The weather can cut up rough at this time of the year, particularly when you live in Cold, Cold Aston as I do. I always say that the clue is in the name! It’s a chilly little spot, perched on a plateau on top of the North Cotswold in an area known as the Empty Quarter, because most sensible people chose the shelter of the valleys. The wind usually whistles in from the south-west and rain often follows, so my greenhouse is my inner sanctum. I can escape the spring squalls and the summer downpours and so can my plants!
My Hartley allows me to pot up my summer containers in April and this gives them plenty of time to fill the pots before my glorious creations go outside in the first week of June. They’re already looking summery. I can also raise my own plants from cuttings, overwinter plants and sow seeds. In short, my Hartley is my equivalent of this child’s playpen and I wouldn’t be without it!
It’s worth the effort, because well-placed beautifully grown containers can be use used to frame doorways, distract the eye from a part of the garden that’s basically messy, or fill a blank space. They need to be interesting from June until October and, in my garden, they need to be low maintenance so they can a miss a day’s watering without blinking an eye. Most of all, they need to be long-flowering plants and that normally means two things. They either get deadheaded, or they are non-seeding sterile hybrids produced by years of selection.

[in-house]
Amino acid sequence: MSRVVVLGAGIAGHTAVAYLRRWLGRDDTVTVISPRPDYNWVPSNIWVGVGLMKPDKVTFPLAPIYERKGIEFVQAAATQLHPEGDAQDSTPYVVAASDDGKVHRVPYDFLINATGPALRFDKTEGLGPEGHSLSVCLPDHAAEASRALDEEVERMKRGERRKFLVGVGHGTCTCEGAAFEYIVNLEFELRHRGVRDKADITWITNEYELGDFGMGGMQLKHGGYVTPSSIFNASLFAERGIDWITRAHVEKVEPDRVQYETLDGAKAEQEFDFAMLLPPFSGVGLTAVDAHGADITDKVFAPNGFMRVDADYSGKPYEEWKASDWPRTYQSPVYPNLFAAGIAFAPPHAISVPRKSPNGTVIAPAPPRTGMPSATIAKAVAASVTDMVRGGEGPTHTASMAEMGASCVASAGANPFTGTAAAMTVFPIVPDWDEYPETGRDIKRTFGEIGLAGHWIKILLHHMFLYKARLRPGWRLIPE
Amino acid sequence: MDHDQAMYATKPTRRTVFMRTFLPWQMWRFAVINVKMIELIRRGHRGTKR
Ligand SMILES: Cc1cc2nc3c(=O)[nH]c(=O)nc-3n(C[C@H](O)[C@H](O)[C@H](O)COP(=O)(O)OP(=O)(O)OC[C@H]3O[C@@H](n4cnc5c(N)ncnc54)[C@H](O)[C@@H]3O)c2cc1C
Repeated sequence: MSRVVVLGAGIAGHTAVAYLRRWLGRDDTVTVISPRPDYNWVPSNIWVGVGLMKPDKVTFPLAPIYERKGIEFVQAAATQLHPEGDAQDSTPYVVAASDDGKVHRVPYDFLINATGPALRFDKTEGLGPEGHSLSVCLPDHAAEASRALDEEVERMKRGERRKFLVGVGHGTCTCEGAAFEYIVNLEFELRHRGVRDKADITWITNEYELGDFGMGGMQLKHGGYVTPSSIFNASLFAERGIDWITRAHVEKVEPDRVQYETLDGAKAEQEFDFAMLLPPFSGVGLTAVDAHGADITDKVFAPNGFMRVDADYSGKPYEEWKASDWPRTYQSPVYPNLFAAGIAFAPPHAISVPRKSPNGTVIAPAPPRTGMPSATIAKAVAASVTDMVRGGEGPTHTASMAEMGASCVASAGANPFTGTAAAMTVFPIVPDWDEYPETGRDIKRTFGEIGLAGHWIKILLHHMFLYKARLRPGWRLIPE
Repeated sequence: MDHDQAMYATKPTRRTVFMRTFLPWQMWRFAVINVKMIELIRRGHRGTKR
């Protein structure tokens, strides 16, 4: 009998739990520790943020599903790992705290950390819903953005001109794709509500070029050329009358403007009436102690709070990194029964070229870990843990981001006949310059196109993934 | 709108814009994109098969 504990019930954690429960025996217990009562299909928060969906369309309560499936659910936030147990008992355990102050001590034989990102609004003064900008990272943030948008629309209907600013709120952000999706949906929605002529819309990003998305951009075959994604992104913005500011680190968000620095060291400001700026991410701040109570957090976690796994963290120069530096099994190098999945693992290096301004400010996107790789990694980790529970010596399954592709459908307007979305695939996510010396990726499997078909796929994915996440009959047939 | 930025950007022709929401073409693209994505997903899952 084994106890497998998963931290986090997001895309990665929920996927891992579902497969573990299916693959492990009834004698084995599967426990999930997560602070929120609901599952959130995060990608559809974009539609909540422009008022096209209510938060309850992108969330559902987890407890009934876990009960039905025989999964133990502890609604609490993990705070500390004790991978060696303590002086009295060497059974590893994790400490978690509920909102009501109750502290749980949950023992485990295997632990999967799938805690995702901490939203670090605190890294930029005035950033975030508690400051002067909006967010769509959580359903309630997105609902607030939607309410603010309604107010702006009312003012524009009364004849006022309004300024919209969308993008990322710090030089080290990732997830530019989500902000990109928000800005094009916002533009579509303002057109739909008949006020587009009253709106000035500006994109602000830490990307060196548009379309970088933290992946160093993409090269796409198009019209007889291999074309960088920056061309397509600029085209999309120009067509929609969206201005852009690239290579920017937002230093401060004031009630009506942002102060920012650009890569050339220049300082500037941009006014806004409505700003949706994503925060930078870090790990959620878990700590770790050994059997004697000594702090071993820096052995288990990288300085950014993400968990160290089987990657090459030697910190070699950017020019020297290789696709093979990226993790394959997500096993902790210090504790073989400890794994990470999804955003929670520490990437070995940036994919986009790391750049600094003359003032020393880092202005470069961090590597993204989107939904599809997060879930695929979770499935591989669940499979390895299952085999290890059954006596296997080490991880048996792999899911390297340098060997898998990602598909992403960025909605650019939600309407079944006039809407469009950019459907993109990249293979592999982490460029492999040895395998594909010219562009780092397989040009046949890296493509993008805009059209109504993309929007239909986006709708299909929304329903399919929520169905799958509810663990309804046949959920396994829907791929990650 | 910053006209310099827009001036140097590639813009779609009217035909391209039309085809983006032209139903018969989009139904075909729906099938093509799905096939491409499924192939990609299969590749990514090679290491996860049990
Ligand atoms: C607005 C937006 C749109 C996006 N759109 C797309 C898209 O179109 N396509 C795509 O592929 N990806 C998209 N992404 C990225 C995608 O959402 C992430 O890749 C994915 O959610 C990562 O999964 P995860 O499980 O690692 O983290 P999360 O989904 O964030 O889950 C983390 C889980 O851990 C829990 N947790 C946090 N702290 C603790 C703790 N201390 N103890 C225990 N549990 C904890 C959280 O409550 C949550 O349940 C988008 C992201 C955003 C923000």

You need to pack in the plants, so if you can raise a few of your own, for little effort, all well and good because you’ll save some money. Raising your own also means that you can pick stylish plants, rather than just grabbing something from the supermarket or garden centre shelf wants to sell you. Although I’m not completely averse to grabbing a few this and that’s.
You can also be creative with the actual containers in summer. I use old wine crates, galvanized containers with holes drilled into them, wire mesh baskets and wicker. I’ve seen people use old boots, children’s wellingtons and jute sacks. Before you get too carried away though, larger well-filled arrangements are easier to manage on the watering front. They also have far more eye appeal than lots of tiddlers. Less is more, as one of my more stylish close friends says.! And always use pot feet, because this aids drainage.
Sun Loving South Africans
South African plants are great survivors in sunny places and many of them are natives found on The Cape of South Africa. Going there was an eye opener for me, for I thought it would be a tropical paradise. However, The Cape is rugged in form with the sort of terrain that looks almost Scottish highland. The soil is acidic and low in nutrients and the weather can be pretty frisky at times too.